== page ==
Defence

If the government cared about safety, defence spending wouldn’t be the priority

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Following a period of chaos and a meltdown at 10 Downing Street, during which Lee Cain and Dominic Cummings jumped ship and Boris Johnson had to go into self-isolation for a second time, the government decided last month to announce a major increase in defence spending.

The estimated £16bn increase in defence spending over four years is set to be spent on a ‘Hackers HQ’, a new Space Command, as well as maintaining or upgrading existing military gear. This will be the largest real-terms increase in the defence budget since Thatcher was PM, while also keeping the UK as Europe’s biggest spender on defence.

More than anything, however, it seems like a rushed announcement intended to distract from the government’s failing strategy on coronavirus and the febrile situation in Number 10.

The timing and nature of this decision say a lot about the government’s priorities. If it truly cared about the defence of the United Kingdom it would not be spending more money on our armed forces and nuclear weapons, which are likely to make the world more dangerous as opposed to safer.

If it genuinely cared, the government would not have voted against extending free school meals. If it cared about the safety and well-being of its people, it would not have failed to extend the £20-a-week uplift to universal credit payments or have cut billions from international aid, which is likely to increase the likelihood of international instability. So much for a caring, global Britain, eh?

Now, the Prime Minister has said that the increase in defence spending will create “10,000 jobs every year” and will not only benefit those in the armed forces, but also those in civilian life who will enjoy the benefits of this “levelling-up”.

Yet, just by extending the £20-a-week uplift to universal credit payments beyond April, costing an estimated £9bn, the government could have put billions of pounds right back into people’s pockets and the economy where it is most needed, supporting struggling parents and small businesses affected by the pandemic.

Instead, it was decided that the money would be better spent in the military-industrial complex of cronyism and corruption.

Last month we celebrated remembrance Sunday, when we took a moment to thank and remember the people who had risked, and in many cases given all, to defend our freedoms and rights from tyrants who didn’t care for the welfare and prosperity of their people.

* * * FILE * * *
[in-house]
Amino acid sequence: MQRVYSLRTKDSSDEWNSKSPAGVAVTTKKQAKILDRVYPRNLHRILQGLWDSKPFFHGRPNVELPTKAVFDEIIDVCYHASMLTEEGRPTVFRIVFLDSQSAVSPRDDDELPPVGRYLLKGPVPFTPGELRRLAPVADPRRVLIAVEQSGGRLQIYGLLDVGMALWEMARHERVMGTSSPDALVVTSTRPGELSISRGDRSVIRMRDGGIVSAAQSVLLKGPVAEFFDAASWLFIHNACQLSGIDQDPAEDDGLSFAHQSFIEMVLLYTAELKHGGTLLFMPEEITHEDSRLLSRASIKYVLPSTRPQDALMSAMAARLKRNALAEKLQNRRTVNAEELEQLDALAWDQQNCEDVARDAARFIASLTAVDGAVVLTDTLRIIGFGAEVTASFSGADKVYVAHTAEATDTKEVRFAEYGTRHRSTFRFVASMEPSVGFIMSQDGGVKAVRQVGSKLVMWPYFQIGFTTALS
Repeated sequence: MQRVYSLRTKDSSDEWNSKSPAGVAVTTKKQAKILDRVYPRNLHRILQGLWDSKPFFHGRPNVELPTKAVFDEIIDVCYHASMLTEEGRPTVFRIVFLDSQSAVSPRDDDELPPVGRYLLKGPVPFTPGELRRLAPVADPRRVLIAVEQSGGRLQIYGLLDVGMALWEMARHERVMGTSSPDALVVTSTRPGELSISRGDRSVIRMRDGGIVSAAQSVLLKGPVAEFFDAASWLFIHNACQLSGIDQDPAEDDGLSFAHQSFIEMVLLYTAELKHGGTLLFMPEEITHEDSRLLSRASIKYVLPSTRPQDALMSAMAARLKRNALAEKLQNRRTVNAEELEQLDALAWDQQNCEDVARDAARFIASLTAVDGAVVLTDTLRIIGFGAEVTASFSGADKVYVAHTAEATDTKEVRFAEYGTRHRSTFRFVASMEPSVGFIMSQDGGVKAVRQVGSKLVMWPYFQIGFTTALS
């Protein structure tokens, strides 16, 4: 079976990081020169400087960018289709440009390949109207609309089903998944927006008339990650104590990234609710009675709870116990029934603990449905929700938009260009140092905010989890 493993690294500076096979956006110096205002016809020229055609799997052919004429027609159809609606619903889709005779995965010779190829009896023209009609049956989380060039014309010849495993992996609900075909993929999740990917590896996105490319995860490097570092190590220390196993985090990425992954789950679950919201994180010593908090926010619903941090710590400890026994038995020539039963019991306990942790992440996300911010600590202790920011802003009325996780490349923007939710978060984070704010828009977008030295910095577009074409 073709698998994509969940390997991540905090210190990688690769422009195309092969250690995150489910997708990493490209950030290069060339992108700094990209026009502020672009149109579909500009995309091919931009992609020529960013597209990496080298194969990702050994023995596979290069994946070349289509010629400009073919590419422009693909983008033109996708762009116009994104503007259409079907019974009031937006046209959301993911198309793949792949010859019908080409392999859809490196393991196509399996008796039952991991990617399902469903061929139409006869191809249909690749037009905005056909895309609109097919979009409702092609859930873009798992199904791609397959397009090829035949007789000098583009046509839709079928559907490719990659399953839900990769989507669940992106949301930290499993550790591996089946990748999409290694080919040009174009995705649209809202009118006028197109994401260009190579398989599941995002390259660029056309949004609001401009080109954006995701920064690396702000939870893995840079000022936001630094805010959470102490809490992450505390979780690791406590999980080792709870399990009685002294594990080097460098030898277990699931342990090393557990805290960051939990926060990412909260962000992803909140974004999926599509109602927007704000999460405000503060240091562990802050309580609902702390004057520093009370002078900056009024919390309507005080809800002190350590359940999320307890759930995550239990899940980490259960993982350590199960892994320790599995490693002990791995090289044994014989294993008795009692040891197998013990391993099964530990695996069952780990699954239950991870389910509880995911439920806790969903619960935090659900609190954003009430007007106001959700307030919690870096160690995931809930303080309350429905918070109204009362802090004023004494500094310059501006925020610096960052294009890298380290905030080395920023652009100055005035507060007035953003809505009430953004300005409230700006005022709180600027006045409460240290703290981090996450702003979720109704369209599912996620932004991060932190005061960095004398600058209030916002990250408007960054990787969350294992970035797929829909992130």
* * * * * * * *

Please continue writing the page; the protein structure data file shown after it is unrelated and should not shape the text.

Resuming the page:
As someone who’s own relatives was involved in some of these campaigns, I think the greatest respect we can pay them is to work toward and create a country and world free of the very injustices that led those conflicts. To create a society where we don’t go after the weakest and the marginalised to further ourselves, but where we work together for mutual prosperity.

It has been shown that “education in many forms, institutional and informal, contributes to… peace through formal systems at all levels” and the same goes for welfare and equality, all stalwarts and requirements of a peaceful, civilised society.

If, and when, Boris Johnson and the Conservative Party decide to take genuine action to defend the UK and its people, I suggest they start by ending the ‘systematic and tragic poverty’ faced by so many.

I suggest they start with the basics and that means providing free school meals, and ensure that no one, including large numbers of veterans, are homeless. It means not scapegoating migrants and it means providing a world-class education to everyone, regardless of background.

So the next time the Conservatives veto something like increasing public sector pay or maintaining the NHS and schools at an acceptable level and they say “we can’t afford it” remember this. We have the resources and ability to create a fairer society – it’s just a question of political choices.

Cover image: 7th Army Training Command via Flickr. Image was cropped. Licence here.

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